“A process cannot be understood by stopping it. Understanding must move with the flow of the process, must join it and flow with it.”
By the time you finish reading this sentence, your brain will have changed. A million synapses will have become slightly more or less facilitated. A million myelin sheaths will have become slightly thicker or thinner as your plastic nervous system adapts to the use and disuse of your mind and body.
But that’s not all. By the time you finish reading this paragraph, every cell in your body will be slightly different than it was before. You’ll experience microscopic repairs to membranes, protein synthesis, informational molecules doing their work, modifying the deep structure and function of every organ and tissue. Feel it or not, your body is in constant motion.
Heraclitus would have understood this all perfectly. The pre-Socratic Greek philosopher made history with his claim that “All entities move and nothing remains still.” As he famously put it, “You can’t step into the same river twice.” The river is always changing, but so too is the person doing the stepping.
Our problem is that we often fail to appreciate the dynamism of our bodies, our worlds and our lives. Bodies change constantly, but so too does our habitat. Plants, animals, water, soils and air are always turning, flowing and shifting in substance and form. Likewise our social and cultural habitat; the people around us are notoriously dynamic. Their bodies, their personalities, their opinions and their preferences are in constant flux. They are never the same people twice.
But what does it mean to inhabit a body that’s always changing, in a habitat that’s also changing, in a social and cultural sphere that’s never quite the same? To riff on Heracitus’s original observation, we might well propose a set of corollaries:
You can’t eat the same food twice.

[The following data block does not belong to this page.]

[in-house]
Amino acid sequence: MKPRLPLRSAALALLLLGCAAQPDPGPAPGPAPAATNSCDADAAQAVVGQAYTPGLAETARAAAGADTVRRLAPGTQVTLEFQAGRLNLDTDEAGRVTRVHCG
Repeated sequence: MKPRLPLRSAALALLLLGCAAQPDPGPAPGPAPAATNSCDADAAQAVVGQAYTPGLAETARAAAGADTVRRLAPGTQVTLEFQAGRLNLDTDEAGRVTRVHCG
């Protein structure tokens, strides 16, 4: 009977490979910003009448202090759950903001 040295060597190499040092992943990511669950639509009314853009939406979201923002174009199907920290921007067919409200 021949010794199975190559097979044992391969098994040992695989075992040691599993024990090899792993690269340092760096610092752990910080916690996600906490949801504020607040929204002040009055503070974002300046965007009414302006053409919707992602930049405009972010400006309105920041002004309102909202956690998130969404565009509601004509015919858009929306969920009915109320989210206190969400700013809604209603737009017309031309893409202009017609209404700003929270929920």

Your body is always changing, but so is the food that you eat. Metabolism is never the same twice. Foods today are drastically different from foods that were available tens or hundreds of thousands of years ago. Even the foods that you eat today are different from those you ate yesterday. Changing climate, changing soils, changing genetics: every meal is unique.
You can’t do the same workout twice.
The effects of movement are always different. The sets, reps and mileage that you perform today will have a different effect on your body than they did yesterday. On some days exercise is a stress-reliever but on other days, it’s a stressor. You can try to pin this dynamism down on a spreadsheet, but it won’t work; your body is always in motion.
You can’t take the same medicine twice.
Likewise, your body’s response to medicines, supplements and other forms of treatment also changes continuously, sometimes by the hour. In particular, modern oncologists know that chemotherapeutic agents can have radically different effects depending on the time of day. A glass of wine may therapeutic at 6pm but toxic at midnight.
You can’t have the same relationships twice.
So too for our human relationships. Much as we might prefer the people around us to be perfectly predictable, constant and reliable, they are just as fluid as we are. And when people change, so too must their relationships. We try to lock it all down with vows and labels and roles, but movement remains. People are inherently fluid.
You can’t tell the same story twice.
Our narratives are also in flux. So too are our interpretations of the stories that we hear and tell. Every story of our lives is nested inside a context, one that is also changing. Plot, characters and tone; even the most classic stories are moving. Meaning drifts, sharpens and sways with the arc of history and our predictions for the future.
When we look at these specific examples of change, the dynamism of our experience becomes clear. But still, we often try to ignore it. Our minds seem to prefer the static over the dynamic. Stable facts and qualities are easier to understand and control; we become attached to the word is.
Over and over we get trapped in the illusion of stasis. We say that a thing is some particular way and let it go at that. Inquiry stops and awareness stagnates. We do it in every dimension of our lives, but it’s particularly problematic in matters of health and the body. We say that a certain kind of training has a particular effect, that a certain food or substance does a particular thing. Our categorical statements might well be true at a particular moment in time, but that moment soon passes and a new reality takes its place.
And so it’s time to get back into the river and refresh our attention. Stop trying to pin everything down. Give up the promise of static certainty and get in the rhythm of movement. Assume change, assume dynamism, assume that this moment is different than the one that proceeded it. The universe is fluid. Our bodies and our relationships are continually unique. The world is different than it was at the beginning of this essay.
Whatever way a thing is, it’s going to be different in a few moments.
Your body is a river.
Your habitat is a river.
Your culture is a river.
Your life is a river.
Get on with it.